The Complainant owns 388 domain names incorporating the word “oxford”, and operates approximately 150 websites hosting content and providing services derived from its dictionaries and reference titles. The Complainant’s three main websites operate from: <oxforddictionaries.com>; <oed.com> and <oxfordlanguagedictionaries.com>.

The Respondent registered the disputed domain name on April 18, 2002. On April 26, 2012, a WhoIs search revealed that the Registrant was listed as [J.] Briggs of New Wave Holdings, Panama. On July 19, 2012, the WhoIs search revealed that the Registrant has employed a domain-name privacy service.

At the time the Complaint was filed, the disputed domain name reverted to a website that provided links to third parties’ sites offering goods and services in competition with the Complainant’s wares and services. In the past, the disputed domain name reverted to a holding page (November 2002); was redirected to a website at “www.searchmotor.com” (December 2002 – December 2007); functioned as a click through site providing links to third party websites offering competing wares and services of the Complainant’s wares and services (December 2007 – February 2011); reverted to an apparent phishing site operated by
“channel-rewardz-line.com” which invited Internet users to enter personal details in order to claim prizes (February 2011-April 2012); and reverted to a website which provides third party sites which offered goods and services competing with the Complainant’s wares and services (April 2012 – to-date).

5. Parties’ Contentions

A. Complainant

Identical or Confusingly Similar

The Complainant owns many trademark registrations for the trademark OXFORD, which date back to as early as October 31, 1994, in various jurisdictions, including:

United Kingdom

OXFORD No. 1551449, October 31, 1994

OXFORD No. 1575210, October 31, 1994

OXFORD No. 1576322, October 31, 1994

United States of America

OXFORD No. 403327, November 22, 1982

CTM

OXFORD No. 3424851, October 29, 2003

OXFORD No. 4467131, June 2, 2005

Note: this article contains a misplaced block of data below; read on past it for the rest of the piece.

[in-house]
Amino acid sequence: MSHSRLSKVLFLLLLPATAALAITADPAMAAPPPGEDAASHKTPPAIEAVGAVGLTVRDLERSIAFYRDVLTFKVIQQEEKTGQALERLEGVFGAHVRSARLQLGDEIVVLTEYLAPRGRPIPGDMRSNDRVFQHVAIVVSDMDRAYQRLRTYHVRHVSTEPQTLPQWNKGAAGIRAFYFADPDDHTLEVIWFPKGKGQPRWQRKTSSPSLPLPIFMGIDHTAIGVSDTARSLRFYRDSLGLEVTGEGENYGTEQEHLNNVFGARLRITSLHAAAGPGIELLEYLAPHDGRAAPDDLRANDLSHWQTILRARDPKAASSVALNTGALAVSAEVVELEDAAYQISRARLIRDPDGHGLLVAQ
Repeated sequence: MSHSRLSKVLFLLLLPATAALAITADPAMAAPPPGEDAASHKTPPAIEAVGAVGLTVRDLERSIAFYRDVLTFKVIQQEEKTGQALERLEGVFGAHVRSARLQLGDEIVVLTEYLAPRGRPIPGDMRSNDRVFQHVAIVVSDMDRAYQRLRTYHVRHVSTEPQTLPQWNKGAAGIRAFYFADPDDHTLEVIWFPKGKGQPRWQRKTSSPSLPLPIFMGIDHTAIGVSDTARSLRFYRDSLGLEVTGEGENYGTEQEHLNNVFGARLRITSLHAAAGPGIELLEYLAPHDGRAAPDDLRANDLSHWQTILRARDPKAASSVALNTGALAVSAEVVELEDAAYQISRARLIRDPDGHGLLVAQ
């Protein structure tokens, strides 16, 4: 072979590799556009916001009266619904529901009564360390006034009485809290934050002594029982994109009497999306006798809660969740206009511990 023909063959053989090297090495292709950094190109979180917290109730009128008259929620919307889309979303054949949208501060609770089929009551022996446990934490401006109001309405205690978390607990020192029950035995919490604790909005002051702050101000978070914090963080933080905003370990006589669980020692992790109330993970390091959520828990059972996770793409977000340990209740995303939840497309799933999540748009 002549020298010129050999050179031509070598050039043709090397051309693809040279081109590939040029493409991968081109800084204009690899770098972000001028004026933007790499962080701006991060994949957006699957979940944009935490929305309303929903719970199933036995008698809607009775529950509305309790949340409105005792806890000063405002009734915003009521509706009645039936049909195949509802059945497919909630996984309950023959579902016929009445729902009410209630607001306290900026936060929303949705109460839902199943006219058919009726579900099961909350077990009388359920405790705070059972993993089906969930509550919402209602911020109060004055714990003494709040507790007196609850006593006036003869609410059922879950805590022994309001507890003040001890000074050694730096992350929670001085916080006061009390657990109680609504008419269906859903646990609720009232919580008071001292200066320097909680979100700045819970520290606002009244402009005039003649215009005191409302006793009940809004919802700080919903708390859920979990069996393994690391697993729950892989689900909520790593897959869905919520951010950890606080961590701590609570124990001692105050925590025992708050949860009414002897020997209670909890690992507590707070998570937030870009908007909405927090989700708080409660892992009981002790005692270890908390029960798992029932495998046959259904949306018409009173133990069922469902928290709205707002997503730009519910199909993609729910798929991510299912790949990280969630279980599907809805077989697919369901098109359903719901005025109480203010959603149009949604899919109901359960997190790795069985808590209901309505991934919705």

The Respondent has registered the disputed domain name which is identical to the Complainant’s registered trademark, except for the addition of the word “dictionary” and the “.com” designation.

The Complainant also claims common law rights in the trademark OXFORD DICTIONARY from 1884.

Accordingly, the Complainant contends that the disputed domain name is identical to or confusingly similar with the Complainant’s common law and registered trademarks. The Complainant contends that the addition of the descriptive word “dictionary” does not distinguish the disputed domain name from the Complainant’s registered trademark OXFORD. Furthermore, the addition of a generic top-level domain name (gTLD) “.com” designation does not distinguish the disputed domain name from the Complainant’s trademark.

Rights or Legitimate Interests

The Respondent is not publicly known by the “Oxford” name, and the Complainant submits that the Respondent cannot have any rights or legitimate interests in the disputed domain name, because the Complainant has exclusive rights to the trademark OXFORD in the United Kingdom, and internationally. The Respondent has no past or current business relationship with the Complainant, and the Respondent was never licensed or otherwise authorized to use the Complainant’s trademark. Further, the Respondent is not making a bona fide use of the disputed domain name, and has used the disputed domain name in connection with a website which provides links to third party websites which are direct competitors of the Complainant.

Registered and Used in Bad Faith

The Complainant contends that the Respondent has registered and is using the disputed domain name in bad faith for the following reasons: (i) the Respondent must have known about the Complainant’s rights in the trademark OXFORD when it registered the disputed domain name; (ii) the Respondent registered and is using the disputed domain name which reverts to a website which provides links to websites of direct competitors of the Complainant for the purposes of monetary gain; and (iii) the Respondent registered and is using the disputed domain name in an attempt to interfere with the Complainant’s business and to divert Internet users, who are looking for the Complainant’s website to the Respondent’s website.